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Stump Sprouts of Swamp and Water Tupelo Produce Viable Seeds

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Stump sprouts of both swamp (Nyssa sylvatica var. biflora (Walt.) Sarg.) and water (N. aquatica L.) tupelo can produce seeds two years after sprouting. For both species, seeds of tree origin are heavier and shoots of resulting seedlings are initially taller than those of sprout origin, but after one year seedlings of the two origins are not significantly different in shoot length and total weight. Thus, if seed crops are poor or fail to germinate after harvesting, stump sprouts can provide a suitable seed source within two years.

Document Type: Journal Article

Affiliations: Assistant Biologist, Forestry Sciences Laboratory, Southeastern Forest Experiment Station, USDA Forest Service, Charleston, South Carolina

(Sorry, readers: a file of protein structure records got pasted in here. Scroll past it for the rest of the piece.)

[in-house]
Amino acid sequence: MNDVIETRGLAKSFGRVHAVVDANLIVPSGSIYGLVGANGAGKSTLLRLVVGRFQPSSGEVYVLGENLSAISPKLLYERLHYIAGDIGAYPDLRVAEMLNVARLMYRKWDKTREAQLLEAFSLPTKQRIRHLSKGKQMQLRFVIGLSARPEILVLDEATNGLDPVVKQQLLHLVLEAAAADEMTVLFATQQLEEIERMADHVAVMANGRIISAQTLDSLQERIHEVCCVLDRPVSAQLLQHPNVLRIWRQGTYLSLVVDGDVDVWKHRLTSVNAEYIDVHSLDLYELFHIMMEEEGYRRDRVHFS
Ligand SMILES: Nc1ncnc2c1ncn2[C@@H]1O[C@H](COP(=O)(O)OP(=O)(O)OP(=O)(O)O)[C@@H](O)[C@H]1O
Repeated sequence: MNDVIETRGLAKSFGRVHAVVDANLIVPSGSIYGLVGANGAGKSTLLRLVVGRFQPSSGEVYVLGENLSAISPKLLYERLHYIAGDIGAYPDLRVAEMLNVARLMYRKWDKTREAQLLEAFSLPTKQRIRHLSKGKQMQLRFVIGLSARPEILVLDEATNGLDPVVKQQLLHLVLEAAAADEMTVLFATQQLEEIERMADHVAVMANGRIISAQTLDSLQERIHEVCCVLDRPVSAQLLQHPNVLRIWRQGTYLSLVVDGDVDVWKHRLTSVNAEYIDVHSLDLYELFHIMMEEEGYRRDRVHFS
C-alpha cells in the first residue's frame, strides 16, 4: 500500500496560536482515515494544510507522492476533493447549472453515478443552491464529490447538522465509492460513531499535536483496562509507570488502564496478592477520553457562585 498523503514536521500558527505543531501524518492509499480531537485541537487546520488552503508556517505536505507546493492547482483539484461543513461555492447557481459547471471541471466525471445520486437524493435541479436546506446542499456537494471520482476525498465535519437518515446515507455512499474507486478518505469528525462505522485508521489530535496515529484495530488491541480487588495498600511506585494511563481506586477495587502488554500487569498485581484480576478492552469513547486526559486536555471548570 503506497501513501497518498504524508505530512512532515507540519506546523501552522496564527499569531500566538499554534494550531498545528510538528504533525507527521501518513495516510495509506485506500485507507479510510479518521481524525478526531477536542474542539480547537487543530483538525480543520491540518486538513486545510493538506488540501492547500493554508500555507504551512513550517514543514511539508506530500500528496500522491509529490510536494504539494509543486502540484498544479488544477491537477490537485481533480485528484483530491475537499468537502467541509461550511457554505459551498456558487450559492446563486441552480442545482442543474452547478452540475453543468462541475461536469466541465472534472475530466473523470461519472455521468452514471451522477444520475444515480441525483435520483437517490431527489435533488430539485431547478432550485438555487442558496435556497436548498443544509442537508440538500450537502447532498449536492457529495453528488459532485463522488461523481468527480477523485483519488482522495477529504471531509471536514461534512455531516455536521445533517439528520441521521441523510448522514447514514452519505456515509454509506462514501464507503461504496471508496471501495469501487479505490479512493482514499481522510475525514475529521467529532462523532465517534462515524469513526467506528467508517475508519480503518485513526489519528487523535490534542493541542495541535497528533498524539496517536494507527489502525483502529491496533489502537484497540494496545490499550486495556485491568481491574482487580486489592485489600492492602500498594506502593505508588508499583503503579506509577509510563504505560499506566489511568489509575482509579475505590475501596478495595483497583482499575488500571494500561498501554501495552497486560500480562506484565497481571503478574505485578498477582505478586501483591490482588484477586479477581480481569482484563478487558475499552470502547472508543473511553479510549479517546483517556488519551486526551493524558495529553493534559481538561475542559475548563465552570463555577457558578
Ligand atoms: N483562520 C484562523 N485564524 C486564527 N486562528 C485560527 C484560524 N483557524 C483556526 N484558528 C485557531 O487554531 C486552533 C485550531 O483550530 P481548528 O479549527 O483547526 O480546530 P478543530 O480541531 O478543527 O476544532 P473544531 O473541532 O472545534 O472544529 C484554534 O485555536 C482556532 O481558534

Publication date: November 1, 1979

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  • Each regional journal of applied forestry focuses on research, practice, and techniques targeted to foresters and allied professionals in specific regions of the United States and Canada. The Southern Journal of Applied Forestry covers an area from Virginia and Kentucky south to as far west as Oklahoma and east Texas.
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